CHANGES OF THE CRYOSPHERE AND RELATED GEOHAZARDS IN THE HIGH‐MOUNTAIN AREAS OF TAJIKISTAN AND AUSTRIA: A COMPARISON
Source: Geografiska Annaler: Series A, Physical Geography, Volume 94, Number 1, 1 March 2012 , pp. 79-96(18)
Mergili, M., Kopf, C., Müllebner, B. and Schneider, J.F., 2012. Changes of the cryosphere and related geohazards in the high‐mountain areas of Tajikistan and Austria: a comparison. Geografiska Annaler: Series A, Physical Geography, 93, 79–96.
This paper quantifies recent glacier changes and possible future permafrost retreat in the Austrian Alps and the Pamir and Alai Mountains of Tajikistan (Central Asia), two mountainous areas with striking differences in climate and hypsometry, but also in economy and research history. The aim of the comparative study is to improve the understanding of regional differences as a baseline for further research and for a differentiated evaluation of possible socio‐economic implications. Besides a review of the available literature, multi‐temporal remote sensing of glaciers of selected areas as well as additional helicopter and field surveys were conducted. The Tajik glaciers displayed a differentiated behaviour during the investigation period 1968–2009, with a strong trend to retreat – at least since 2002. More than 100 pro‐ and supraglacial lakes have been forming or growing in the southwestern Pamir. Destructive outburst floods of such lakes have occurred there in the recent past. Almost all Austrian glaciers are in an advanced stage of retreat, a trend which continues at enhanced rates. Comparatively few glacial lakes exist in the direct forefields of the glaciers. Potential permafrost distribution maps for the present and the future were produced for Tajikistan and Austria by adapting an empirical model developed in Switzerland. In absolute terms, the highest loss was predicted for the Pamir. The expected relative loss in the same area is moderate compared to the rest of Tajikistan and particularly to Austria, where the model predicted the disappearance of more than 90% of the potential permafrost until the end of the twenty‐first century.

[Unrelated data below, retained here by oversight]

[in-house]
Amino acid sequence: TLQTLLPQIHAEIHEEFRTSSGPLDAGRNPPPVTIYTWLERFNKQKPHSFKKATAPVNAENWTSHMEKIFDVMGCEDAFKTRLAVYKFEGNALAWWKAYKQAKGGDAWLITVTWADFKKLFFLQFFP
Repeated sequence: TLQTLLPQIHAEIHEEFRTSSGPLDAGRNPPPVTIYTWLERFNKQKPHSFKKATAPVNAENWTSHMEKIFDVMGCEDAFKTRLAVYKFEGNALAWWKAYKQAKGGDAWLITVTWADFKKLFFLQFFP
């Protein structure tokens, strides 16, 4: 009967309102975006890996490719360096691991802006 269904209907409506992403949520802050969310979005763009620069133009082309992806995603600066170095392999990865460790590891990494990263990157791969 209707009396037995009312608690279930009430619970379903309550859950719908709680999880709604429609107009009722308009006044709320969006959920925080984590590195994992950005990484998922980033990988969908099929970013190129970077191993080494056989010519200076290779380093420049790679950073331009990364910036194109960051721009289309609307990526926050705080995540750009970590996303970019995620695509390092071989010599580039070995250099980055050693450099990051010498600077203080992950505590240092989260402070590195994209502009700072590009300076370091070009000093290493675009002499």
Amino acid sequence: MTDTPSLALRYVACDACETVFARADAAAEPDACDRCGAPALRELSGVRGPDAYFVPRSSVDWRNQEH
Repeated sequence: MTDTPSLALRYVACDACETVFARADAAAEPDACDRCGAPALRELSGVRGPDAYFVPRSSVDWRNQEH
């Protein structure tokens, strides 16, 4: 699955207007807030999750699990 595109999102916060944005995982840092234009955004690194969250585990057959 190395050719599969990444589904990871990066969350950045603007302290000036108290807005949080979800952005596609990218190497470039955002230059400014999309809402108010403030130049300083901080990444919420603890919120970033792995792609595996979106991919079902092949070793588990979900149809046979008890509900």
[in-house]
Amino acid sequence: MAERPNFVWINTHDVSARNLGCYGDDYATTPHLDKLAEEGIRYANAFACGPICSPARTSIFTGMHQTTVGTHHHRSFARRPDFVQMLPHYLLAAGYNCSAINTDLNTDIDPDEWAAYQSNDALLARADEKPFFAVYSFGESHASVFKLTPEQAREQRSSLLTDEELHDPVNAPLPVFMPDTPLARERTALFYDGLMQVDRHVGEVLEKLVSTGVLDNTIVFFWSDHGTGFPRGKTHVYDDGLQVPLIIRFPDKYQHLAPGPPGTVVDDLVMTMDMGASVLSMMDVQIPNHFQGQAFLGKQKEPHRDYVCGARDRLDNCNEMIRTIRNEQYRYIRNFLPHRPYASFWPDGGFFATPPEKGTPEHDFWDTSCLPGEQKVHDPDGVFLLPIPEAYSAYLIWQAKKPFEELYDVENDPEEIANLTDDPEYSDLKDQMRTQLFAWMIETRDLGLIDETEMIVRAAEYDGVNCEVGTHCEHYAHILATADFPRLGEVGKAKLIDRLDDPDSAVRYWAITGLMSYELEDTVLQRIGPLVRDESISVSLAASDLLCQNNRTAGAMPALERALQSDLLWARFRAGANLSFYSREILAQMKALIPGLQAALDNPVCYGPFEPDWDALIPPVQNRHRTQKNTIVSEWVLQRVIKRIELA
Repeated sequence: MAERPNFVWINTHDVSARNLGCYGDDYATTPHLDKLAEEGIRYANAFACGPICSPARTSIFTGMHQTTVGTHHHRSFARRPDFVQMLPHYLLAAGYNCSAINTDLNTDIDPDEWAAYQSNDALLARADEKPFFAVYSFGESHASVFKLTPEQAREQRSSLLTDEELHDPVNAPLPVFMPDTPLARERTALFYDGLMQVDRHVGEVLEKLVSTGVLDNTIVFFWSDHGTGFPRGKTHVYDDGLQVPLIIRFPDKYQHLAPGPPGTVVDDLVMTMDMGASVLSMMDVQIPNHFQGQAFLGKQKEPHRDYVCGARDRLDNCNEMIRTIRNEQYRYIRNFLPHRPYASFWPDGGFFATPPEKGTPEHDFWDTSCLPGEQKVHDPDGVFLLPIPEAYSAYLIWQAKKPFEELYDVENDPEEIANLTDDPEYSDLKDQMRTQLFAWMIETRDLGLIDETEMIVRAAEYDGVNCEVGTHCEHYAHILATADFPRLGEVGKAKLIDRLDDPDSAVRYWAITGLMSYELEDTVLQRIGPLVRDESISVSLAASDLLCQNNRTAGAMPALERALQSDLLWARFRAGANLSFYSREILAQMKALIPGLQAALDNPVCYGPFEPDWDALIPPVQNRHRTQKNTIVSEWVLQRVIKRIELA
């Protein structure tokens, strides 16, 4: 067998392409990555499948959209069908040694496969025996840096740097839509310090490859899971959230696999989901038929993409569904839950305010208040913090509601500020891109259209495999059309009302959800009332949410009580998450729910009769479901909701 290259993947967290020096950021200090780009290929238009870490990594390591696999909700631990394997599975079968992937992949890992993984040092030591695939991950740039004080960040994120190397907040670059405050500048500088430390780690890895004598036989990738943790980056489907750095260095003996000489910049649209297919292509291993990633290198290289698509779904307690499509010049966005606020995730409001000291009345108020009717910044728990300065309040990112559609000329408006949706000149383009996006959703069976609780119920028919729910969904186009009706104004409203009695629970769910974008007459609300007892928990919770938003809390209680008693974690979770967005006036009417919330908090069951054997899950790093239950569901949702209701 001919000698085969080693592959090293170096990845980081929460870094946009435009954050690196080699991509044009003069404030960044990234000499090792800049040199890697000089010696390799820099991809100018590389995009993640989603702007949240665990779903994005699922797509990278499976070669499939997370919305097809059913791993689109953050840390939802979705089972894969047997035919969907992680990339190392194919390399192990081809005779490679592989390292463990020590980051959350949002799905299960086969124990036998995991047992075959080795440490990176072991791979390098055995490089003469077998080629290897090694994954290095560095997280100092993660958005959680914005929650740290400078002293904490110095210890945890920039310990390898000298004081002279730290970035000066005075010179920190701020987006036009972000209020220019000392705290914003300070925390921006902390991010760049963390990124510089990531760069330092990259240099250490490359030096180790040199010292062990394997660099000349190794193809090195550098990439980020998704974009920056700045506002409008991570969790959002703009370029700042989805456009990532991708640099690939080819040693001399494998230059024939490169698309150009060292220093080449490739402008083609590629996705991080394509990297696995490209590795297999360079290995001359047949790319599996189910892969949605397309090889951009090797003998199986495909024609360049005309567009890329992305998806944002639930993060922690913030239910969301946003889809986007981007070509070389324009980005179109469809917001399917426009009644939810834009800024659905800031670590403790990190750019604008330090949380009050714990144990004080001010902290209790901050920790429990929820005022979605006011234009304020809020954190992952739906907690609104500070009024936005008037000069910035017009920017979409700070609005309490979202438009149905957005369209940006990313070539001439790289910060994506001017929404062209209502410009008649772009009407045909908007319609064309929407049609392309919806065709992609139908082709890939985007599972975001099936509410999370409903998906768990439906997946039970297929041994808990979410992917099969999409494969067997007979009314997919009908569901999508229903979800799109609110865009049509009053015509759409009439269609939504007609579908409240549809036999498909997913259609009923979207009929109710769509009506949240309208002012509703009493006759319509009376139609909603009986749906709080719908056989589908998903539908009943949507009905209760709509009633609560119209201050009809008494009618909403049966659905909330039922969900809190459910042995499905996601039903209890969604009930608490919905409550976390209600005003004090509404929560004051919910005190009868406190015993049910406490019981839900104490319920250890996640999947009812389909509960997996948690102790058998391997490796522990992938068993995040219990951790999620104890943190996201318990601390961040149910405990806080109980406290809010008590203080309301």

Document Type: Research Article
Affiliations: 1: Institute of Applied Geology, BOKU University of Natural Resources and Life Sciences Vienna, Vienna, Austria 2: Institute of Mountain Risk Engineering, BOKU University of Natural Resources and Life Sciences Vienna, Vienna, Austria 3: riocom – Consulting Engineers for Water Management and Environmental Engineering, Vienna, Austria
Publication date: March 1, 2012